"They look at us like everyone does," snorts Zimmerman. "Like, 'Who the fuck are you guys?'"

Voyagers of Legend

Raised in the small Rio Grande Valley town of Laguna Vista, Zimmerman considered himself an outcast early on.

"In high school, I had dyed orange hair, and was into White Flag and Minor Threat," he recalls with a hint of pride.

Now 29, the guitar virtuoso, who considers himself a "hack," vividly remembers the day in fourth grade when his mother took him to buy his first guitar.

"I was small, testing out this giant acoustic guitar that was basically sliding off my lap," he reenacts, suddenly theatrical. "This long-haired metalhead dude walked in, and I remember watching him as he kicked his foot up on a stool and began shredding on this electric guitar.

"And he winked at me," smiles Zim­mer­man. "Immediately, I felt aligned with this mutant character."

Playing bass in bands throughout high school ("because everybody else played guitar"), he refocused on the six-string when he moved to Austin in 2003 to study studio art at UT. Three years later, he formed the Young. The band practiced in the back room of Sound on Sound, the since-closed North Loop record store owned by the group's former bassist Jason Costanzo.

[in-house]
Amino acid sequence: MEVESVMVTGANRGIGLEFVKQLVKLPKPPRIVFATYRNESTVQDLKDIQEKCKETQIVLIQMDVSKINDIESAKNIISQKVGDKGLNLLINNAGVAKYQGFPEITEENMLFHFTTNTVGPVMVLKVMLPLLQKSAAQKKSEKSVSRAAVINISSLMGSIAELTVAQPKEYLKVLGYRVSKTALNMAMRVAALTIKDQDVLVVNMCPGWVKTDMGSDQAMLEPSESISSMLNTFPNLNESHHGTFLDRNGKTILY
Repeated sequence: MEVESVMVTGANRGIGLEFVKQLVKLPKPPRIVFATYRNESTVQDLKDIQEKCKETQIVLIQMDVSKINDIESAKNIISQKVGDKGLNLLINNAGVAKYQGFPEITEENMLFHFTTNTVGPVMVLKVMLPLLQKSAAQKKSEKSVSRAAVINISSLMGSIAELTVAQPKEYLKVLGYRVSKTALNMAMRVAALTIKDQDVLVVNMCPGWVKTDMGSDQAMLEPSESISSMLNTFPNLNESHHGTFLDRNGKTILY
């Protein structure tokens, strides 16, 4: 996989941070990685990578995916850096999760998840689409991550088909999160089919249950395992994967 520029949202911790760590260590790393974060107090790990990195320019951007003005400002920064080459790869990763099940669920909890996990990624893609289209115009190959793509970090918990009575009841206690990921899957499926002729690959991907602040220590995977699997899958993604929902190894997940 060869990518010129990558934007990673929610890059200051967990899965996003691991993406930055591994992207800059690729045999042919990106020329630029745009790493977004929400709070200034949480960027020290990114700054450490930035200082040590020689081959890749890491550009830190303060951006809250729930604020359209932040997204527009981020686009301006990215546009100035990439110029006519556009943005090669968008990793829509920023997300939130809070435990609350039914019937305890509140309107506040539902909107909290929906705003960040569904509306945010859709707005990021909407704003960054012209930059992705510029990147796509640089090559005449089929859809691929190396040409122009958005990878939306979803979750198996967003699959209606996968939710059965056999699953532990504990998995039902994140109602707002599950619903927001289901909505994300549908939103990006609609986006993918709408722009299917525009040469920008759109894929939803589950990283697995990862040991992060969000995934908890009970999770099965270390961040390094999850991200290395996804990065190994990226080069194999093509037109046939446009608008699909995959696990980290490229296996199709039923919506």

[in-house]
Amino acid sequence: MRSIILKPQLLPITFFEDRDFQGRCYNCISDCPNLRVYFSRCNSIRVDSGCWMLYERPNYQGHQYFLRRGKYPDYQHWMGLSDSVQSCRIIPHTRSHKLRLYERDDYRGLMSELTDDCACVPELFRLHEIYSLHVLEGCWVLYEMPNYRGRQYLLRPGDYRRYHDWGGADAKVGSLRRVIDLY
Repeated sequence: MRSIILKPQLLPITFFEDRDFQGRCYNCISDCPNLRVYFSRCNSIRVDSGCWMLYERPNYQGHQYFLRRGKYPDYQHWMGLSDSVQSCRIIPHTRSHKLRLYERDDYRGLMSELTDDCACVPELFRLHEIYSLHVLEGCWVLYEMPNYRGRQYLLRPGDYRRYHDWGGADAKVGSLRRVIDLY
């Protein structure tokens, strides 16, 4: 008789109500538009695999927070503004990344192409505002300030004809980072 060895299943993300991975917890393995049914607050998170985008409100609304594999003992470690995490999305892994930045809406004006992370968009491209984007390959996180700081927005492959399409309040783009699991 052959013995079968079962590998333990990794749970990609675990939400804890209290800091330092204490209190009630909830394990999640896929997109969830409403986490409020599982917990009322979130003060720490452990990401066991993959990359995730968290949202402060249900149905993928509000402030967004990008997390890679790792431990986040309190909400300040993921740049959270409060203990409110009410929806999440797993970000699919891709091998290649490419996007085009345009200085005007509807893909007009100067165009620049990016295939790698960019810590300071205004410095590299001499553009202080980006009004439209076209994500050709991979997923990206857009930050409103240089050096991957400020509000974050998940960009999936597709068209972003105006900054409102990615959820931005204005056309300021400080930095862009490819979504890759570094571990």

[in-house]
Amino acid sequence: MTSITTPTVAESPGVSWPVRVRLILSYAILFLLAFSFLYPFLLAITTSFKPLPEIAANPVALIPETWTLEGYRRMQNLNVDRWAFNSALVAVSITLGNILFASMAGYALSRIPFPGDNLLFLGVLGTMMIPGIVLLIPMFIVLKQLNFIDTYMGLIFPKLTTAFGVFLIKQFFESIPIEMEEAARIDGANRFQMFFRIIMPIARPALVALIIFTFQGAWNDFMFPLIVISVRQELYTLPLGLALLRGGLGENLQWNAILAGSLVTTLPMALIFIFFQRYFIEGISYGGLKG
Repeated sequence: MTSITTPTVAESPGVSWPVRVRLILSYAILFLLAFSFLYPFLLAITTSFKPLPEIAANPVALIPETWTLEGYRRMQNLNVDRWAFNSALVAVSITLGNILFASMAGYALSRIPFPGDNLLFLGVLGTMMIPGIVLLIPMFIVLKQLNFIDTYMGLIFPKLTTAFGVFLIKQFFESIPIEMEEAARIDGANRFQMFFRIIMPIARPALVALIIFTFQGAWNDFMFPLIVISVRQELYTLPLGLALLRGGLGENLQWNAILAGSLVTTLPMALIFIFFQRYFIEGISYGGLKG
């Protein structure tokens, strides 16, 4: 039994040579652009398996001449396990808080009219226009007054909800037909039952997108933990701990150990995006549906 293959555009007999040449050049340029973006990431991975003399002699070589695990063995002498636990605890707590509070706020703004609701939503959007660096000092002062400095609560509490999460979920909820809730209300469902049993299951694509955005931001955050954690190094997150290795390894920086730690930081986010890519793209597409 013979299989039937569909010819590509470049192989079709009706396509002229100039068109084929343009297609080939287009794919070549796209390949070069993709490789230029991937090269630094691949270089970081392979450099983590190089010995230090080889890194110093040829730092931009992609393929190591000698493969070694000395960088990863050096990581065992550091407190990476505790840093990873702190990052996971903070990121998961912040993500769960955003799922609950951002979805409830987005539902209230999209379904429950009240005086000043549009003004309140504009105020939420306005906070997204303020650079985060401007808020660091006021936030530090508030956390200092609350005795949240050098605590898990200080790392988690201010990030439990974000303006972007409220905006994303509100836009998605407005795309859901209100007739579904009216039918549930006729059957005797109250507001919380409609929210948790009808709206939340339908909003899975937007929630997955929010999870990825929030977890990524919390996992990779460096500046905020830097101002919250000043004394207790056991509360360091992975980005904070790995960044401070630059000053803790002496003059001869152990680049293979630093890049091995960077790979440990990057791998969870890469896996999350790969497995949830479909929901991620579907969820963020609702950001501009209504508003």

Young guitarist Kyle Edwards describes the group leader as an "insane shredder," with a "mind-boggling" knack for his instrument. On an endless hunt to enhance his recordings and live shows, Zimmerman spends hours each week scouring for unique guitar gear online and in pawnshops. His guitar style is evocative of grunge greats like J Mascis, but the guitarist's true hero remains Greg Sage, of the defunct Portland punk band the Wipers.